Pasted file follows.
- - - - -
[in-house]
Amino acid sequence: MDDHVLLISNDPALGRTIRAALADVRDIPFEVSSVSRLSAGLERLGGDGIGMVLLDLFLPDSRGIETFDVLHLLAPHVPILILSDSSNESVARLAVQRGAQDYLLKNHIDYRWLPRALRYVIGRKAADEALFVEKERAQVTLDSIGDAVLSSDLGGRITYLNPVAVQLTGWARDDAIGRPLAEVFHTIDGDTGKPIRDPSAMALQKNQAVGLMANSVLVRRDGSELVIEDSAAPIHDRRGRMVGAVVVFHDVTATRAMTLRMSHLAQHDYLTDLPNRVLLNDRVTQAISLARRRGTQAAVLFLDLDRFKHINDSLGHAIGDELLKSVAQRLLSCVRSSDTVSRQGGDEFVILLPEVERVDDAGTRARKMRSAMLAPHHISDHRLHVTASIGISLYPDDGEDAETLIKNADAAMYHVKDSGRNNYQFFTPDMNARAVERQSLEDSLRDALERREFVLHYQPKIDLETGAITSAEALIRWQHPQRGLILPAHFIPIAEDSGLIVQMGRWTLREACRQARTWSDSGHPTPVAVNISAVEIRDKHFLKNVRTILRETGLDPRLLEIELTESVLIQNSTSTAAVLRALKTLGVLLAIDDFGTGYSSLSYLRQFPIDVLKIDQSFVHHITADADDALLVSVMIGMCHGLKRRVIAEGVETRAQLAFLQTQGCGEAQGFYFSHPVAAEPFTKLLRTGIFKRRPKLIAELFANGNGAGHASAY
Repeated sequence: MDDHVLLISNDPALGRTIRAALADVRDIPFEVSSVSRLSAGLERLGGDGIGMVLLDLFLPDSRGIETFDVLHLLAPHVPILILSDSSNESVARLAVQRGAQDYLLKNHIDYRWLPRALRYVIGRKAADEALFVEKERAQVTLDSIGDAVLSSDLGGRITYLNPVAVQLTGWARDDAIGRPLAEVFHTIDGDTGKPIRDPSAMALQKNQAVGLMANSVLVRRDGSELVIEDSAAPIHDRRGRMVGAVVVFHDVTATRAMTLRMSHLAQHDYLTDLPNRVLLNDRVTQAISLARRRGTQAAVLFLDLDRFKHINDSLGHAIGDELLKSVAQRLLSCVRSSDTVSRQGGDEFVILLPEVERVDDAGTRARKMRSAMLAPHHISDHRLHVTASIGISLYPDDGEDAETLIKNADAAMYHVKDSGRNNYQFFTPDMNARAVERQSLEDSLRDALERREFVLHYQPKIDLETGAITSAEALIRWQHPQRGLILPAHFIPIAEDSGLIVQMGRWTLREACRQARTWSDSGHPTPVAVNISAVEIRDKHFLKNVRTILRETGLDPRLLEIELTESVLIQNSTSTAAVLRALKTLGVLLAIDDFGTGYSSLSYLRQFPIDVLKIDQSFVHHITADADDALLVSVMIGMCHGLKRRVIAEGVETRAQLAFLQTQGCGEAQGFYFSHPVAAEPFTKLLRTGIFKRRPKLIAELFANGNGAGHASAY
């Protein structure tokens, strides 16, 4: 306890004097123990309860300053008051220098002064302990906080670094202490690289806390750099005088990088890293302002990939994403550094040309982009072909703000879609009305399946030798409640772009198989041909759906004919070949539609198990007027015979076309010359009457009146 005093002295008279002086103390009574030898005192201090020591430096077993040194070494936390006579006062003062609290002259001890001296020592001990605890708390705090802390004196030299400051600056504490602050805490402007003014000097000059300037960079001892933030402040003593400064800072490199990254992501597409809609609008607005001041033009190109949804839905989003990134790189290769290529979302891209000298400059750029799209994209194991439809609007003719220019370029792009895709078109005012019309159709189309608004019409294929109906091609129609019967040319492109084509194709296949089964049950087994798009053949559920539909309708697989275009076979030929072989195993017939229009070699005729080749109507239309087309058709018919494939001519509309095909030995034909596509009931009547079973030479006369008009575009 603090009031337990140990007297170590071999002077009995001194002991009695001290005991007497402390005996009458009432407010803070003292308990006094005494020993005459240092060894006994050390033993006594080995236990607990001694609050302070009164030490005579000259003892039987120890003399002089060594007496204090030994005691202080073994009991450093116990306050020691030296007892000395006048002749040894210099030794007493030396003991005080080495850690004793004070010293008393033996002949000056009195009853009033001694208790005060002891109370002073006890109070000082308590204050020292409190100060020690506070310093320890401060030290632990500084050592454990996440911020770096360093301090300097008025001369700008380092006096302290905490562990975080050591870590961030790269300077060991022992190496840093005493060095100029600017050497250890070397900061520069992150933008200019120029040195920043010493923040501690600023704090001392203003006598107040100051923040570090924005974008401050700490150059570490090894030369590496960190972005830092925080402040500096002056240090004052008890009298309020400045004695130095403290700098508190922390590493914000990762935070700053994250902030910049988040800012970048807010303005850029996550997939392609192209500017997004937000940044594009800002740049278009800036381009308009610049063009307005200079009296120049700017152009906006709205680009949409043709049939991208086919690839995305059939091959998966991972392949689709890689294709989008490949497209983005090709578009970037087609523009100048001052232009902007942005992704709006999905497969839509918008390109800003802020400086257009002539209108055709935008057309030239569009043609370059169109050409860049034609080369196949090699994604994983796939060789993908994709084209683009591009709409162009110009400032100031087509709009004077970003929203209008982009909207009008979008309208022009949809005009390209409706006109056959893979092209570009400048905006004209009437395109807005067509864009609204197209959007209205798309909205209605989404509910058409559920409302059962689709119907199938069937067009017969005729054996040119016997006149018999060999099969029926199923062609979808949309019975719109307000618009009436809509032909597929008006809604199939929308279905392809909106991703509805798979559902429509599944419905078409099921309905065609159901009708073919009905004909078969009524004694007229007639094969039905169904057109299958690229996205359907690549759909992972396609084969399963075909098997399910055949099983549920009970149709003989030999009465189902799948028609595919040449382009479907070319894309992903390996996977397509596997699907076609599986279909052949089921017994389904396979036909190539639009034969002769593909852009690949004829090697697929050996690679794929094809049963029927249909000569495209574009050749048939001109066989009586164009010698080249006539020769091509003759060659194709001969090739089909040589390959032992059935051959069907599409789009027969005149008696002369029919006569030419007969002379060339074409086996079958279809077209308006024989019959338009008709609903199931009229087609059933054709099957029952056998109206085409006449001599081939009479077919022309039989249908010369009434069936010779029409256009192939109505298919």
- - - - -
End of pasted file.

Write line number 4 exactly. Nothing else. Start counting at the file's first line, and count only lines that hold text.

């Protein structure tokens, strides 16, 4: 306890004097123990309860300053008051220098002064302990906080670094202490690289806390750099005088990088890293302002990939994403550094040309982009072909703000879609009305399946030798409640772009198989041909759906004919070949539609198990007027015979076309010359009457009146 005093002295008279002086103390009574030898005192201090020591430096077993040194070494936390006579006062003062609290002259001890001296020592001990605890708390705090802390004196030299400051600056504490602050805490402007003014000097000059300037960079001892933030402040003593400064800072490199990254992501597409809609609008607005001041033009190109949804839905989003990134790189290769290529979302891209000298400059750029799209994209194991439809609007003719220019370029792009895709078109005012019309159709189309608004019409294929109906091609129609019967040319492109084509194709296949089964049950087994798009053949559920539909309708697989275009076979030929072989195993017939229009070699005729080749109507239309087309058709018919494939001519509309095909030995034909596509009931009547079973030479006369008009575009 603090009031337990140990007297170590071999002077009995001194002991009695001290005991007497402390005996009458009432407010803070003292308990006094005494020993005459240092060894006994050390033993006594080995236990607990001694609050302070009164030490005579000259003892039987120890003399002089060594007496204090030994005691202080073994009991450093116990306050020691030296007892000395006048002749040894210099030794007493030396003991005080080495850690004793004070010293008393033996002949000056009195009853009033001694208790005060002891109370002073006890109070000082308590204050020292409190100060020690506070310093320890401060030290632990500084050592454990996440911020770096360093301090300097008025001369700008380092006096302290905490562990975080050591870590961030790269300077060991022992190496840093005493060095100029600017050497250890070397900061520069992150933008200019120029040195920043010493923040501690600023704090001392203003006598107040100051923040570090924005974008401050700490150059570490090894030369590496960190972005830092925080402040500096002056240090004052008890009298309020400045004695130095403290700098508190922390590493914000990762935070700053994250902030910049988040800012970048807010303005850029996550997939392609192209500017997004937000940044594009800002740049278009800036381009308009610049063009307005200079009296120049700017152009906006709205680009949409043709049939991208086919690839995305059939091959998966991972392949689709890689294709989008490949497209983005090709578009970037087609523009100048001052232009902007942005992704709006999905497969839509918008390109800003802020400086257009002539209108055709935008057309030239569009043609370059169109050409860049034609080369196949090699994604994983796939060789993908994709084209683009591009709409162009110009400032100031087509709009004077970003929203209008982009909207009008979008309208022009949809005009390209409706006109056959893979092209570009400048905006004209009437395109807005067509864009609204197209959007209205798309909205209605989404509910058409559920409302059962689709119907199938069937067009017969005729054996040119016997006149018999060999099969029926199923062609979808949309019975719109307000618009009436809509032909597929008006809604199939929308279905392809909106991703509805798979559902429509599944419905078409099921309905065609159901009708073919009905004909078969009524004694007229007639094969039905169904057109299958690229996205359907690549759909992972396609084969399963075909098997399910055949099983549920009970149709003989030999009465189902799948028609595919040449382009479907070319894309992903390996996977397509596997699907076609599986279909052949089921017994389904396979036909190539639009034969002769593909852009690949004829090697697929050996690679794929094809049963029927249909000569495209574009050749048939001109066989009586164009010698080249006539020769091509003759060659194709001969090739089909040589390959032992059935051959069907599409789009027969005149008696002369029919006569030419007969002379060339074409086996079958279809077209308006024989019959338009008709609903199931009229087609059933054709099957029952056998109206085409006449001599081939009479077919022309039989249908010369009434069936010779029409256009192939109505298919």